Waking up begins with saying am and now. That which has awoken then lies for a while staring up at the ceiling and down into itself until it has recognised I, and therefrom deduced I am, I am now. Here comes next, and is at least negatively reassuring; because here, this morning, is where it had expected to find itself; what’s called at home. But now isn’t simply now. Now is also a cold reminder; one whole day later than yesterday, one year later than last year. Every now is labelled with its date Waking up begins with saying am and now. That which has awoken then lies for a while staring up at the ceiling and down into itself until it has recognised I, and therefrom deduced I am, I am now. Here comes next, and is at least negatively reassuring; because here, this morning, is where it had expected to find itself; what’s called at home. But now isn’t simply now. Now is also a cold reminder; one whole day later than yesterday, one year later than last year. Every now is labelled with its date, rendering all past nows obsolete, until – later or sooner – perhaps – no, not perhaps – quite certainly: It will come. For its brevity, this book is packed with ideas and story. It's such a fine example of an author making every word count. Making things count is also on the mind of George, our MC, who is trying to come to grips with life after the death of his partner, Jim. Right from the start of the book, he is looking for a way to emerge from his loss and live again as a single man. But in a setting where he cannot be openly himself, where he even feels like his best friend does not understand him, it is difficult for him to express himself and to be acknowledged. Instead, he feels invisible. ‘You’re going to walk home like that? Are you crazy? They’d call the cops!’ Kenny shrugs his shoulders good-humouredly. ‘Nobody would have seen us. We’re invisible – didn’t you know?’ Invisibility is a theme in that run through the book from George's bathroom window a few pages from the start to the invisible inner workings of his heart at the end of the book. It's an invisibility that is heartbreaking: George's expression of shock and grief at learning of Jim's death gets mistaken for ambivalence, and even when he breaks down at his friend Charlotte's it happens under the cloak of darkness. No one sees him. No one sees Jim. Christopher Isherwood is one of the writers that I would like to read more of. I had mostly thought of him as the creator of Sally Bowles and the Berlin novels that inform so much of our pop culture view of the 1920s, but this 1960s novel of his makes me really want to revisit the Berlin novels from the point of looking at his writing. I really loved how much he could make happen in a such a concise way. But is all of George altogether present here? Up the coast a few miles north, in a lava reef under the cliffs, there are a lot of rock pools. You can visit them when the tide is out. Each pool is separate and different, and you can, if you are fanciful, give them names – such as George, Charlotte, Kenny, Mrs Strunk. Just as George and the others are thought of, for convenience, as individual entities, so you may think of a rock pool as an entity; though, of course, it is not. The waters of its consciousness – so to speak – are swarming with hunted anxieties, grim-jawed greeds, dartingly vivid intuitions, old crusty-shelled rock-gripping obstinacies, deep-down sparkling undiscovered secrets, ominous protean organisms motioning mysteriously, perhaps warningly, toward the surface light. How can such a variety of creatures coexist at all? Because they have to. The rocks of the pool hold their world together. And, throughout the day of the ebb tide, they know no other.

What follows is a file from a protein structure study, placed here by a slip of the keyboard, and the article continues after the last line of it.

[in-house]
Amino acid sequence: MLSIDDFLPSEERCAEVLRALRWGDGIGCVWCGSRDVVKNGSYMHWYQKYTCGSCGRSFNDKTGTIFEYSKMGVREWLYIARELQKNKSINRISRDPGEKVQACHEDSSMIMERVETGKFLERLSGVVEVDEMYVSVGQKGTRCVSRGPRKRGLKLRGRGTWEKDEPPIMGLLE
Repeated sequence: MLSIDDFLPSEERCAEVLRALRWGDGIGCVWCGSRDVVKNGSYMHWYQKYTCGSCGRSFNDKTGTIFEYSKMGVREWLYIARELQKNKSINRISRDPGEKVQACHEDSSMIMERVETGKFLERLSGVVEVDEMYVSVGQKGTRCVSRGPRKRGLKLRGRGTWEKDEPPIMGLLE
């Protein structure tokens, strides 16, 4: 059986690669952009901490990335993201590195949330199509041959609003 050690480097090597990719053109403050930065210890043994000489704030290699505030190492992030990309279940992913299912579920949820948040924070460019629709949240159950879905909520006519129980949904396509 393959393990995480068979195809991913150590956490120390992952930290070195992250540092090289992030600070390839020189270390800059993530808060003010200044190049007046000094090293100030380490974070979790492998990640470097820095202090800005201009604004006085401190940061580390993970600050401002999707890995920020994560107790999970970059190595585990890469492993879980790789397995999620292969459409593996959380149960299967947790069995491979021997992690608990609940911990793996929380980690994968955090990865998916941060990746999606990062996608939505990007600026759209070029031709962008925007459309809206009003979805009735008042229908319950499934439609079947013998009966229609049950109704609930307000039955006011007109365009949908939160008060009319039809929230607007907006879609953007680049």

23. 4 out of 5

    Matthew Appleton

    Well. I picked this up earlier to move into the 'reading-next' pile and, on the way to the pile, thought to myself, let's read the first page and see what it's like. And now I've finished reading it the same day. As I make my way through the top 100 list I am looking for the books I call 'masterpieces', which is my favourite word when referring to literature, as it holds so much weight, honour and power. Books are masterpieces for different reasons and this, I would have to say, is a masterpiece. Well. I picked this up earlier to move into the 'reading-next' pile and, on the way to the pile, thought to myself, let's read the first page and see what it's like. And now I've finished reading it the same day. As I make my way through the top 100 list I am looking for the books I call 'masterpieces', which is my favourite word when referring to literature, as it holds so much weight, honour and power. Books are masterpieces for different reasons and this, I would have to say, is a masterpiece. Thoughtful, sensitive and moving.

  24. 5 out of 5

    Eric